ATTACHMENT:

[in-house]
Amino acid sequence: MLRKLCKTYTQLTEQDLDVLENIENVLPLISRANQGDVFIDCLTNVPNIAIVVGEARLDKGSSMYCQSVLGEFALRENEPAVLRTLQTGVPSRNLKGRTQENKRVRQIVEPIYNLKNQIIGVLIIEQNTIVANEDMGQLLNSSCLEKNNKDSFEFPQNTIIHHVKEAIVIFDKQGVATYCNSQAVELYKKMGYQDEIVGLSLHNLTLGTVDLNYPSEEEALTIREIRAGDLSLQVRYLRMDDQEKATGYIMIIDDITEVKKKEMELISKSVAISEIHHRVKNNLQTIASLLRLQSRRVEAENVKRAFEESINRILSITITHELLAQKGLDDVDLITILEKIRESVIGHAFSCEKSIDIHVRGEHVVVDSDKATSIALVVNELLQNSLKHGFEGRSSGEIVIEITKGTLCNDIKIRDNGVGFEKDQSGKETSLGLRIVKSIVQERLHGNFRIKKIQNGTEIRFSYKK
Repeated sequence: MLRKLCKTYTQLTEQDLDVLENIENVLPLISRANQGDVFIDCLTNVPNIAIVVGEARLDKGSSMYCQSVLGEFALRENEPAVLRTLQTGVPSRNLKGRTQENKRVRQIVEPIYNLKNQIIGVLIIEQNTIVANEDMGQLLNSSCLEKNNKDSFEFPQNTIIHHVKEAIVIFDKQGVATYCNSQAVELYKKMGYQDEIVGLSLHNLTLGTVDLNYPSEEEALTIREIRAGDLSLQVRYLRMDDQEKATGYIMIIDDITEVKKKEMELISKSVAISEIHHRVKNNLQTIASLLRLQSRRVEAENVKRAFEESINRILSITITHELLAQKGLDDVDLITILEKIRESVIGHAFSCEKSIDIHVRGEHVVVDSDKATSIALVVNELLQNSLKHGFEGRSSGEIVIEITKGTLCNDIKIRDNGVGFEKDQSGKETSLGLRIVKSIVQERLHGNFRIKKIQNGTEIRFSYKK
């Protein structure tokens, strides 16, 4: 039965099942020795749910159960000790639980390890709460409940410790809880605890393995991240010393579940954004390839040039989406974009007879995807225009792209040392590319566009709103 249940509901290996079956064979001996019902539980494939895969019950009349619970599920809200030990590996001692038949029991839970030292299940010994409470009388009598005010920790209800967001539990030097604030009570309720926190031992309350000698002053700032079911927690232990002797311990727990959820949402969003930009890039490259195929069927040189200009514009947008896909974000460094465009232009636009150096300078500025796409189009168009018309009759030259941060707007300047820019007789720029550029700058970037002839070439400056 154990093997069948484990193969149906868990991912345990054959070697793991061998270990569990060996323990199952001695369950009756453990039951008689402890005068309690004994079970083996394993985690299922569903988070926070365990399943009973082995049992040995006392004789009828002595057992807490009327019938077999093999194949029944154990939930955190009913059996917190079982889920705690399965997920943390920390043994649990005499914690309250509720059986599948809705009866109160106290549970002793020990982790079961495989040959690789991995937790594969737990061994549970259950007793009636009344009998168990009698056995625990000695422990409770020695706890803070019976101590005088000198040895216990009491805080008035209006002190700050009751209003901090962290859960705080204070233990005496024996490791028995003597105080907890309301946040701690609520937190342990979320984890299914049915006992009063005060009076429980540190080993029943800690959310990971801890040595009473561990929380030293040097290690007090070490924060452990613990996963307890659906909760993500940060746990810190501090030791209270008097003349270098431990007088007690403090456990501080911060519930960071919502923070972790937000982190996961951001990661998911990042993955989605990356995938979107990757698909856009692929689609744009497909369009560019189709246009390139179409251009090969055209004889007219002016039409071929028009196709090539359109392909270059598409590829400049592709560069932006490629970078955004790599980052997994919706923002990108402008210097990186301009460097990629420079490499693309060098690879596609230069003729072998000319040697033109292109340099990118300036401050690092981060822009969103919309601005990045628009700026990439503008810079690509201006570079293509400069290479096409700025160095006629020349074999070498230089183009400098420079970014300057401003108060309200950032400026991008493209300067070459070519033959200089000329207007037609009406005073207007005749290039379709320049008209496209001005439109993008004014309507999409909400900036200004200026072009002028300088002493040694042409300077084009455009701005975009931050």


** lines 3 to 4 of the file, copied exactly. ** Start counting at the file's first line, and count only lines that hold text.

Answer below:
Repeated sequence: MLRKLCKTYTQLTEQDLDVLENIENVLPLISRANQGDVFIDCLTNVPNIAIVVGEARLDKGSSMYCQSVLGEFALRENEPAVLRTLQTGVPSRNLKGRTQENKRVRQIVEPIYNLKNQIIGVLIIEQNTIVANEDMGQLLNSSCLEKNNKDSFEFPQNTIIHHVKEAIVIFDKQGVATYCNSQAVELYKKMGYQDEIVGLSLHNLTLGTVDLNYPSEEEALTIREIRAGDLSLQVRYLRMDDQEKATGYIMIIDDITEVKKKEMELISKSVAISEIHHRVKNNLQTIASLLRLQSRRVEAENVKRAFEESINRILSITITHELLAQKGLDDVDLITILEKIRESVIGHAFSCEKSIDIHVRGEHVVVDSDKATSIALVVNELLQNSLKHGFEGRSSGEIVIEITKGTLCNDIKIRDNGVGFEKDQSGKETSLGLRIVKSIVQERLHGNFRIKKIQNGTEIRFSYKK
């Protein structure tokens, strides 16, 4: 039965099942020795749910159960000790639980390890709460409940410790809880605890393995991240010393579940954004390839040039989406974009007879995807225009792209040392590319566009709103 249940509901290996079956064979001996019902539980494939895969019950009349619970599920809200030990590996001692038949029991839970030292299940010994409470009388009598005010920790209800967001539990030097604030009570309720926190031992309350000698002053700032079911927690232990002797311990727990959820949402969003930009890039490259195929069927040189200009514009947008896909974000460094465009232009636009150096300078500025796409189009168009018309009759030259941060707007300047820019007789720029550029700058970037002839070439400056 154990093997069948484990193969149906868990991912345990054959070697793991061998270990569990060996323990199952001695369950009756453990039951008689402890005068309690004994079970083996394993985690299922569903988070926070365990399943009973082995049992040995006392004789009828002595057992807490009327019938077999093999194949029944154990939930955190009913059996917190079982889920705690399965997920943390920390043994649990005499914690309250509720059986599948809705009866109160106290549970002793020990982790079961495989040959690789991995937790594969737990061994549970259950007793009636009344009998168990009698056995625990000695422990409770020695706890803070019976101590005088000198040895216990009491805080008035209006002190700050009751209003901090962290859960705080204070233990005496024996490791028995003597105080907890309301946040701690609520937190342990979320984890299914049915006992009063005060009076429980540190080993029943800690959310990971801890040595009473561990929380030293040097290690007090070490924060452990613990996963307890659906909760993500940060746990810190501090030791209270008097003349270098431990007088007690403090456990501080911060519930960071919502923070972790937000982190996961951001990661998911990042993955989605990356995938979107990757698909856009692929689609744009497909369009560019189709246009390139179409251009090969055209004889007219002016039409071929028009196709090539359109392909270059598409590829400049592709560069932006490629970078955004790599980052997994919706923002990108402008210097990186301009460097990629420079490499693309060098690879596609230069003729072998000319040697033109292109340099990118300036401050690092981060822009969103919309601005990045628009700026990439503008810079690509201006570079293509400069290479096409700025160095006629020349074999070498230089183009400098420079970014300057401003108060309200950032400026991008493209300067070459070519033959200089000329207007037609009406005073207007005749290039379709320049008209496209001005439109993008004014309507999409909400900036200004200026072009002028300088002493040694042409300077084009455009701005975009931050």